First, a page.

Proposition 2.6

(Properties of the branching-coalescing point set) Let be the branching-coalescing point set defined in (4.6), started in any initial state . Then:

  • The process is a -valued Markov process with continuous sample paths.

  • If , then is a Brownian motion with drift . Likewise, if , then is a Brownian motion with drift .

  • The law of a Poisson point set with intensity is a reversible invariant law for and the limit law of as for any initial state .

  • For each deterministic time , a.s.  is a locally finite subset of .

  • Almost surely, there exists a dense set such that for each , the set contains no isolated points.

Our next result shows how Howitt-Warren processes and the branching-coalescing point set are related. Note that this result covers all possible values of , except the case which corresponds to the Arratia flow. In (2.13) below, we continue to use the notation .

Theorem 2.7

(Support process) Let be a Howitt-Warren process with drift and characteristic measure and let be defined as in (2.12). Then:

  • If , then a.s. for all ,

    (2.13)

    where is a branching-coalescing point set.

  • If and , then a.s.  for all , where . An analogue statement holds when and .

  • If and , then a.s.  for all .

Proposition 2.6 (d) and Theorem 2.7 (a) imply that if the left and right speeds of a Howitt-Warren process are finite, then at deterministic times the process is purely atomic. The next theorem generalizes this statement to any Howitt-Warren process, but shows that if the characteristic measure puts mass on the open interval , then there are random times when the statement fails to hold.

Theorem 2.8

(Atomicness) Let be a Howitt-Warren process with drift and characteristic measure . Then:

  • For each , the measure is a.s. purely atomic.

  • If , then a.s. there exists a dense set of random times when is purely non-atomic.

  • If , then a.s.  is purely atomic at all .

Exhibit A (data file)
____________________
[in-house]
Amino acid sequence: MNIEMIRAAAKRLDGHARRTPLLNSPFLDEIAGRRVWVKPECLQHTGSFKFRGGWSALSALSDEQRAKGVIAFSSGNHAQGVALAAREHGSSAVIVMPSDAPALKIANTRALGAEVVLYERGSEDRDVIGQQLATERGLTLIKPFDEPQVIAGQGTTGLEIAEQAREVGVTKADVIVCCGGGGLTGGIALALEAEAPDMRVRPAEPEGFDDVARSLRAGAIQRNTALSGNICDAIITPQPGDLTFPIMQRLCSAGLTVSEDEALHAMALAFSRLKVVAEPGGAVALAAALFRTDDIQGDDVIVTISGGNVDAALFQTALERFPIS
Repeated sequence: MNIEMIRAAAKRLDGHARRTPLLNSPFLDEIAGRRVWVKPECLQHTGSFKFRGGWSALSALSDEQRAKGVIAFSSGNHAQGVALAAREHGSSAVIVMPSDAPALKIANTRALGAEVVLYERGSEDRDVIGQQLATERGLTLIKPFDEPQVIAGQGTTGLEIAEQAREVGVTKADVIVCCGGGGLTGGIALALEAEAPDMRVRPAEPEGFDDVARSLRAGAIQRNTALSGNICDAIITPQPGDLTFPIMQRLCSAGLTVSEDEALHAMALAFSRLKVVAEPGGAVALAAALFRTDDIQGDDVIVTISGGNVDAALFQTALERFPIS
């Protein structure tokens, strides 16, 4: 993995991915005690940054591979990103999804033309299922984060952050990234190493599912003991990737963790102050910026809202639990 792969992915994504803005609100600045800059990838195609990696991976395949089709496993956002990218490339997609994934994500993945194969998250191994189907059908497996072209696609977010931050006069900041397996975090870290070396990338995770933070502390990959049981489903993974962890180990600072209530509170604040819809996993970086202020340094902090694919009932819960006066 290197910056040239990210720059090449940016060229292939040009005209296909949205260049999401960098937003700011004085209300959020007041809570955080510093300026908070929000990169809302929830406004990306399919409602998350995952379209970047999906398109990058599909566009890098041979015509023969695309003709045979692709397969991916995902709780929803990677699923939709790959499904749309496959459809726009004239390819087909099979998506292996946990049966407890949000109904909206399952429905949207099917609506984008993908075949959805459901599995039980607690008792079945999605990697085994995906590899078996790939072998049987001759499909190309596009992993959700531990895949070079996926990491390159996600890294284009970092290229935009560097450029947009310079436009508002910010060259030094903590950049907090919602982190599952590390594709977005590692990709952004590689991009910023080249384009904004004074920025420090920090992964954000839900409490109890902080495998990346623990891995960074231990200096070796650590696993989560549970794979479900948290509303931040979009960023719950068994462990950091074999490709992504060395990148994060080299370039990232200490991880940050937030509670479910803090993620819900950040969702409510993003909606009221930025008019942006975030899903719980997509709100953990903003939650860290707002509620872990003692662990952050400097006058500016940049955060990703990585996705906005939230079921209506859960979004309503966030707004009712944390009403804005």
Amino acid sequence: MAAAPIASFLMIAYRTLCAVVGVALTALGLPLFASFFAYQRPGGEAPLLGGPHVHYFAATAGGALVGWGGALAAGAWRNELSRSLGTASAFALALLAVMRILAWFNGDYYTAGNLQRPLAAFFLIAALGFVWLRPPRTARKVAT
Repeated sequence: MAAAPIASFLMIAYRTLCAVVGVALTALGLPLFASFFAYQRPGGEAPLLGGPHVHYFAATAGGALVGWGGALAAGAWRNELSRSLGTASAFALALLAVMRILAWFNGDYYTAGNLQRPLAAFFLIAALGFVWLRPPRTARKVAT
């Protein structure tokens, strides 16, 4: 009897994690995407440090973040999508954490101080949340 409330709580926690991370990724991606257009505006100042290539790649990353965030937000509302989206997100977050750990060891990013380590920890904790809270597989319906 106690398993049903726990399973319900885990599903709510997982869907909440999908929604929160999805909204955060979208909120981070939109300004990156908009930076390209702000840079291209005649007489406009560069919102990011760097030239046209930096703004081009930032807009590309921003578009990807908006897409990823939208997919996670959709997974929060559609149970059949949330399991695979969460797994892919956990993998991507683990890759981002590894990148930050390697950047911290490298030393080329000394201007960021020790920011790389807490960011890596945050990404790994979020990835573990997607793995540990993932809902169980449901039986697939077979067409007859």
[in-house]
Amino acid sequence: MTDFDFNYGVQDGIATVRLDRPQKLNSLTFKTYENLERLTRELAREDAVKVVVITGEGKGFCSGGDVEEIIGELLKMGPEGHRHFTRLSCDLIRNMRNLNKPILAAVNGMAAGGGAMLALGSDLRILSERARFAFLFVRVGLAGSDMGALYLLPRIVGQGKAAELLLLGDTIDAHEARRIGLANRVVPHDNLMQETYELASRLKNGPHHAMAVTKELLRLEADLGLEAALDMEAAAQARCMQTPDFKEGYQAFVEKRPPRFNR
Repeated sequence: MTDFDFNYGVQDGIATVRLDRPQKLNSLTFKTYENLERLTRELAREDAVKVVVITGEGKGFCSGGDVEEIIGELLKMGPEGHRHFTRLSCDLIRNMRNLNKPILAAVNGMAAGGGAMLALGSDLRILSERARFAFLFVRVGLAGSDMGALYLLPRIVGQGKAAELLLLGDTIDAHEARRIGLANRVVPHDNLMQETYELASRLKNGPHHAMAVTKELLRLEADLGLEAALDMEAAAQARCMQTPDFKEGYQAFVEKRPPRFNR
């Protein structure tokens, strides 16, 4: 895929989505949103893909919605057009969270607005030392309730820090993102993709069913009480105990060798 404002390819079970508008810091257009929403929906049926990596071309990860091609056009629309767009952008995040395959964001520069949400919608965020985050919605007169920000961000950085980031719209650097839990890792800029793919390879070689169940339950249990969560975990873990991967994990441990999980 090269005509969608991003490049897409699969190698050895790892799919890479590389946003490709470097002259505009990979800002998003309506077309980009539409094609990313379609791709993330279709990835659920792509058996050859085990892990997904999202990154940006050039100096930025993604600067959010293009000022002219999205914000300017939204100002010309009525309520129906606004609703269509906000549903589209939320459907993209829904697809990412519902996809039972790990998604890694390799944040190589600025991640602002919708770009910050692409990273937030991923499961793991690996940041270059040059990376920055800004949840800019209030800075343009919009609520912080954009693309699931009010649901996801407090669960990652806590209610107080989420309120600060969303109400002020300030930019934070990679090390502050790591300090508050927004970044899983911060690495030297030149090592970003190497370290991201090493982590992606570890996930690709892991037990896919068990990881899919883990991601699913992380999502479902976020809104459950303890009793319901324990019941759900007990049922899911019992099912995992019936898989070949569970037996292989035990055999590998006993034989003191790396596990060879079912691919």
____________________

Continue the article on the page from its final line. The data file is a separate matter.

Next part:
In the special case that is (a multiple of) Lebesgue measure, a weaker version of part (a) has been proved in [LR04b, Prop. 9 (c)]. Part (b) is similar to Proposition 2.6 (e) and in fact, by Theorem 2.7 (a), implies the latter. Note that parts (b) and (c) of the theorem reveal an interesting dichotomy between erosion flows (where is nonzero and concentrated on ) and all other Howitt-Warren flows (except the Arratia flow, for which atomicness is trivial). The reason is that atoms in erosion flows lose mass continuously (see the footnote in Section 1.3 and the construction in Section 3.4 below), while in all other flows atoms can be split into smaller atoms. This latter mechanism turns out to be more effective at destroying atoms. For erosion flows, we have an exact description of the set of space-time points where has an atom in terms of an underlying Brownian web, see Theorem 9.6 below.

2.4 Infinite starting measures and discrete approximation

The ergodic behavior of the branching-coalescing point set is well-understood (see Proposition 2.6 (c)). As a consequence, by Theorem 2.7 (a), it is known that if we start a Howitt-Warren process with left and right speeds , in any nonzero initial state, then its support will converge in law to a Poisson point process with intensity . This does not mean, however, that the Howitt-Warren process itself converges in law. Indeed, since its 1-point motion is Brownian motion, it is easy to see that any Howitt-Warren process started in a finite initial measure satisfies for any compact